Julie Chen's Eyes Surgery Revelation Receives Mixed Responses

The 'Big Brother' host is applauded by the Asian American Journalists Association but is also slammed by some on the social media for giving into racial demand.

AceShowbiz - %cJulie Chen% was met with sympathy and outrage after admitting to go under the knife at the beginning of her career to make her eyes "look bigger" and less "Chinese." The "Big Brother" presenter opened up about the eyes surgery on her other show "The Talk" as part of host reveals on its new-season premiere week.

The Asian American Journalists Association was among those who applauded Chen for telling her story, which became a reminder "of the daily struggles Asian Americans face in the workplace across all industries, not just in broadcast journalism."

"Asian Americans are one of the fastest growing minority groups in the country. But Asian Americans issues are still rarely covered. Similarly, few newsrooms reflect this diversity among their staff. AAJA was founded more than three decades ago because of this problem. Ms. Chen's story is an all-too real reminder of how crucial our mission remains today," the AAJA said in a statement.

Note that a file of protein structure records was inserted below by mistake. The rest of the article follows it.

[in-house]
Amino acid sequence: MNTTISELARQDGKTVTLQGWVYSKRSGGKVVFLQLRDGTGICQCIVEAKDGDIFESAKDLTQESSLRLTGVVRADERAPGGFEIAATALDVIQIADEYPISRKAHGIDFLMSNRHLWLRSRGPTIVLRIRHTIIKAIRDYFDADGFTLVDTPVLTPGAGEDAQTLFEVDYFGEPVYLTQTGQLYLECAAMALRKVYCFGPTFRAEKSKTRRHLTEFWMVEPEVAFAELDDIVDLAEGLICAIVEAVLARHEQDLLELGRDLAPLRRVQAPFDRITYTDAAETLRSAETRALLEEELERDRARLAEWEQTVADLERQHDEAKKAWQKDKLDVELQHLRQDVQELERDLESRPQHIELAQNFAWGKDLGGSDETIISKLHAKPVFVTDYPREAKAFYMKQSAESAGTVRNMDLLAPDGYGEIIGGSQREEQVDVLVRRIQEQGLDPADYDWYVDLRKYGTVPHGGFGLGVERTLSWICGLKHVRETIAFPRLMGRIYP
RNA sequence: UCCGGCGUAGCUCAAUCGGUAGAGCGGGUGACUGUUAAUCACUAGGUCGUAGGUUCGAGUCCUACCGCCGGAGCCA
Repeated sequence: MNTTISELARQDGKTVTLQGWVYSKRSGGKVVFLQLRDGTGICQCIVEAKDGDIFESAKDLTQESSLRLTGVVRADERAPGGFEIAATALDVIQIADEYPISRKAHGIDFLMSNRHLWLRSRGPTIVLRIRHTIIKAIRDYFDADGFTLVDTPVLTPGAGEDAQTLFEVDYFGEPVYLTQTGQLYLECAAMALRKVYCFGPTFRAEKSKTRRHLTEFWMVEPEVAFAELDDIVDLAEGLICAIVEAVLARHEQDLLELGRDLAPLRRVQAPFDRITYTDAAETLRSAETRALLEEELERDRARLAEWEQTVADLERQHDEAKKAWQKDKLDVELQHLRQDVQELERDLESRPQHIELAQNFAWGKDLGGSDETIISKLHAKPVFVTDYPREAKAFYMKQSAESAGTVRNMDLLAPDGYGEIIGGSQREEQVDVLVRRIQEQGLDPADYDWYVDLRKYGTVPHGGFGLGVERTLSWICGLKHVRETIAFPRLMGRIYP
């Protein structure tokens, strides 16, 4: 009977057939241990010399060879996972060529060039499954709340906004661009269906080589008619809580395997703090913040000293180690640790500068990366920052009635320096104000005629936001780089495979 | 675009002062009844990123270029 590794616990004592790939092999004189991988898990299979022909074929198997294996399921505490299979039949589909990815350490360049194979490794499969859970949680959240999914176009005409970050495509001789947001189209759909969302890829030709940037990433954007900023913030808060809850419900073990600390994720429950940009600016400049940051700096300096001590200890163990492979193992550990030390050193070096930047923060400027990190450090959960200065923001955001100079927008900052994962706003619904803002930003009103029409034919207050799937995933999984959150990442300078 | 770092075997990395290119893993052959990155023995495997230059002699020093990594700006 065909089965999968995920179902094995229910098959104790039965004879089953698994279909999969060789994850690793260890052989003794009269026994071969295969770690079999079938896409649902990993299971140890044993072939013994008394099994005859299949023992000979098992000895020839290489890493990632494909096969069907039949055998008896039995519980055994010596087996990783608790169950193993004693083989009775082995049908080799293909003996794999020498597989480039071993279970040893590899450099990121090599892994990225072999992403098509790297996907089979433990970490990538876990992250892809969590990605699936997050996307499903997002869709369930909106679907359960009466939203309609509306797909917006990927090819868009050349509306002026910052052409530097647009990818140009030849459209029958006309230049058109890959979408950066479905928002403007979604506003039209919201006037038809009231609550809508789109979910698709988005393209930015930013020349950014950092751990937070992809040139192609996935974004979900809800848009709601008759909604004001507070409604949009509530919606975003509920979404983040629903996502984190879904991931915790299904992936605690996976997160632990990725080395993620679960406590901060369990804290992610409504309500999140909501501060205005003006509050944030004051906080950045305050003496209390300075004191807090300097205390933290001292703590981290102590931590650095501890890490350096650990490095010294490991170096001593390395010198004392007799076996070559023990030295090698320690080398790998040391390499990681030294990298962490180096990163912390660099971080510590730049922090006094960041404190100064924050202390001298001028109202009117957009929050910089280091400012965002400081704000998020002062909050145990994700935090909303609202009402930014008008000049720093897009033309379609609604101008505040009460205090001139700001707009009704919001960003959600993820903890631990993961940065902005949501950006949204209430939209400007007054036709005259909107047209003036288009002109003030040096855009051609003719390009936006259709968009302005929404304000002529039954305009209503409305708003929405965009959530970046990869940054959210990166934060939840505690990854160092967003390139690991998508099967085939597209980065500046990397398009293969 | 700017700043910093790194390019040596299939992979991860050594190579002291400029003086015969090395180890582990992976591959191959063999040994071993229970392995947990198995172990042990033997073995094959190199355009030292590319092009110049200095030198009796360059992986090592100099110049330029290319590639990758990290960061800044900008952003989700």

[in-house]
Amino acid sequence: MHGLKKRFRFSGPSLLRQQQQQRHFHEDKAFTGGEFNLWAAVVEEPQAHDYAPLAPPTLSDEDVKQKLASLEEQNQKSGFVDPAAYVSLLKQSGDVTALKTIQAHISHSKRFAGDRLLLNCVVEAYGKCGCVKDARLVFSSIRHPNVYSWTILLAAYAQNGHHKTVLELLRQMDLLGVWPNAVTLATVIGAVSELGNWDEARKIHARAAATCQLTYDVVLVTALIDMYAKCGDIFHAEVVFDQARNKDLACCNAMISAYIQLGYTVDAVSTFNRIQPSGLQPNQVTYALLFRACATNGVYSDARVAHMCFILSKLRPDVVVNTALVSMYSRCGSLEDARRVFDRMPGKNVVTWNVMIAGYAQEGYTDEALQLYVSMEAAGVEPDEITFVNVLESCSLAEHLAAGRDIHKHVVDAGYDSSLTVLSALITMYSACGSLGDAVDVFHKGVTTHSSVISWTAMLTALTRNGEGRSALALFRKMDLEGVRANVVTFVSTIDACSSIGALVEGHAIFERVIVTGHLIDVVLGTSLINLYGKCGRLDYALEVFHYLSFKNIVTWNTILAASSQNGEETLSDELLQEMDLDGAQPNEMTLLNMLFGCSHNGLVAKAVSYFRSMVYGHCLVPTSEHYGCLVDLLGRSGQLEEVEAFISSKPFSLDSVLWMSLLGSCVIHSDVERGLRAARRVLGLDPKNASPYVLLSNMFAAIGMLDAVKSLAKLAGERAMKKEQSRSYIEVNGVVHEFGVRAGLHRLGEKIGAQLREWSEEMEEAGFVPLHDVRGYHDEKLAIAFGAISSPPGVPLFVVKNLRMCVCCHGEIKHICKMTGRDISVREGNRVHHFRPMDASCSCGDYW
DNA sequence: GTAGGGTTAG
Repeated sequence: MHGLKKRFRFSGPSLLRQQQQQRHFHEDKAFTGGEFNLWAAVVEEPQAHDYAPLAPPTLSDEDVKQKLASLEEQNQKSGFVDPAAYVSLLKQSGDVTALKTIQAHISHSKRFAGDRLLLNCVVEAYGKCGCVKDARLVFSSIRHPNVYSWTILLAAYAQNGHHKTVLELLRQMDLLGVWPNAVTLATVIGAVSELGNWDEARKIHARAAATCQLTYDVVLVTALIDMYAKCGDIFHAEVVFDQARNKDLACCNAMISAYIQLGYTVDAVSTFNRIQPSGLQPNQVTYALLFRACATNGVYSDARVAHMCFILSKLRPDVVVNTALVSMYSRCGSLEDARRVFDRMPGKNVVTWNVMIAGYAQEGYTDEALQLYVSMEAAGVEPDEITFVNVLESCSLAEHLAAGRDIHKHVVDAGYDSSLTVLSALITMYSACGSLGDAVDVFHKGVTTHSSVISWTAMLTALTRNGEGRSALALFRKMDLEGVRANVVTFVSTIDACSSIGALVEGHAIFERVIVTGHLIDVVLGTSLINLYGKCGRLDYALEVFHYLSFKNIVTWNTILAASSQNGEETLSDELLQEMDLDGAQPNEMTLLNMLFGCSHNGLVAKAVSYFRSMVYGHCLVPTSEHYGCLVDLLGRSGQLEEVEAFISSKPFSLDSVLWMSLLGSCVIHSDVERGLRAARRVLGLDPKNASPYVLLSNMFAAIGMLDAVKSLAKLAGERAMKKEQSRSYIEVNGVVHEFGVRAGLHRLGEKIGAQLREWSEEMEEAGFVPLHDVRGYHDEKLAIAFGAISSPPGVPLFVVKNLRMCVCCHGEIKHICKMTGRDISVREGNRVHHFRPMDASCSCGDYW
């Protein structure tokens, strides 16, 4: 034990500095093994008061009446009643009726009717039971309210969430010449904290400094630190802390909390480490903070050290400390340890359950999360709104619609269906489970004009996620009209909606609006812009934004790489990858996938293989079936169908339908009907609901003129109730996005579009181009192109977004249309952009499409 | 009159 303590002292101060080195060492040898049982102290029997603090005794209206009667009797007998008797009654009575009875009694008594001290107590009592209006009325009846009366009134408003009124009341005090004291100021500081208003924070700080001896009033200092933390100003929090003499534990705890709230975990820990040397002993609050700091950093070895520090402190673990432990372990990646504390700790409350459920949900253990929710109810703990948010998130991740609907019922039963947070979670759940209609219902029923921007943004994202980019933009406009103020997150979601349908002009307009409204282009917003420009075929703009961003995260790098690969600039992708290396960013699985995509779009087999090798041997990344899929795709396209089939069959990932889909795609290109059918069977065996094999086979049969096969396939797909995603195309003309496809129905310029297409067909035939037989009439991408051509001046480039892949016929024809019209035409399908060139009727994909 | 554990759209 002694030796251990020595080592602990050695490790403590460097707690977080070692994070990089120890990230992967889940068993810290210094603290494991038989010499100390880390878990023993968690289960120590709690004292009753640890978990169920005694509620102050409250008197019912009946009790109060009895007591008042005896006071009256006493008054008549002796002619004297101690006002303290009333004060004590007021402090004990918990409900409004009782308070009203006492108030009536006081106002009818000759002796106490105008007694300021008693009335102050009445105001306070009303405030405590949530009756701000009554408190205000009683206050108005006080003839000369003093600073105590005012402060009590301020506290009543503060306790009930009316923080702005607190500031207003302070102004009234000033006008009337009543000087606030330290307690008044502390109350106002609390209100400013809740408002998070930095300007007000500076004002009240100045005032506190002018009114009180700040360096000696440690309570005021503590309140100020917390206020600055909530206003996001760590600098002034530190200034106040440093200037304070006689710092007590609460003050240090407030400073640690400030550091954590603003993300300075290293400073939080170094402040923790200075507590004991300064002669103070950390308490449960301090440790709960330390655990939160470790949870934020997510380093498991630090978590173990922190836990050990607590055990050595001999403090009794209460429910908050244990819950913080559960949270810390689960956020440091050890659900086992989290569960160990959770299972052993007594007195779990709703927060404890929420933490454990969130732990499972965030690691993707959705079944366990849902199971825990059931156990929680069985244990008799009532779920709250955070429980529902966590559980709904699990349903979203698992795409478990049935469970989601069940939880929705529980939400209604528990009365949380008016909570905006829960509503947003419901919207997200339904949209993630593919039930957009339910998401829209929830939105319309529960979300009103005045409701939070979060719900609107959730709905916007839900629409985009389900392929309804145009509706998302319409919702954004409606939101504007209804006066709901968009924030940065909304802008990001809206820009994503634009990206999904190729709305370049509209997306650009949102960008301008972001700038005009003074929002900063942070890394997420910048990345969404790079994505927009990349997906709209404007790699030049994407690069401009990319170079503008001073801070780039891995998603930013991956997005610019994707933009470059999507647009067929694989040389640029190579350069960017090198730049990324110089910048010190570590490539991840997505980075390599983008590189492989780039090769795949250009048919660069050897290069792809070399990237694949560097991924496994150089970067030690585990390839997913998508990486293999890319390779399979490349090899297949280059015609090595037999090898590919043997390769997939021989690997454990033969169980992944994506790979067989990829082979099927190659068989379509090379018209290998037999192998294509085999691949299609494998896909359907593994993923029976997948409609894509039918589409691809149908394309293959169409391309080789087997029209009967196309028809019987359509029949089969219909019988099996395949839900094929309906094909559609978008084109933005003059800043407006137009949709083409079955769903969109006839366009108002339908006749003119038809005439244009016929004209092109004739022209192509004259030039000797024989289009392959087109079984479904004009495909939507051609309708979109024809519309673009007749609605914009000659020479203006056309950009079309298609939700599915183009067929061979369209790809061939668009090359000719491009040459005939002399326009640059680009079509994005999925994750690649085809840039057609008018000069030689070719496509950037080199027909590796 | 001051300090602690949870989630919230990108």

Some, however, called her out for succumbing to racial pressures. "You looked fine b4," a Twitter user @Autumnbaby_NYC wrote. "Too bad the self-hate & white-worship bug that plagues so many Asian Women bit u too. #sellout." @AMuller6 posted, "Julie Chen: I got surgery for my 'Asian eyes' BS Julie. How about don't sell out? Weak."

Chen previously revealed her struggle as "a local news reporter in Dayton, Ohio." She remembered, "I asked my news director [if] over the holidays, if anchors want to take vacations, could I fill in? And he said, 'You will never be on this anchor desk, because you're Chinese. ... because of your Asian eyes, I've noticed that when you're on camera, you look disinterested and bored.' "

"He said, 'I cannot represent you unless you get plastic surgery to make your eyes look bigger,' " Chen continued recounting her story. "And after I had it done, the ball did roll for me. ... And I wondered, did I give in to the man?" But "I will say this ... I don't like to live with regrets," she added. "I did it, I moved on, no one's more proud of being Chinese than I am, and I have to live with the decisions I have made. That's my secret."

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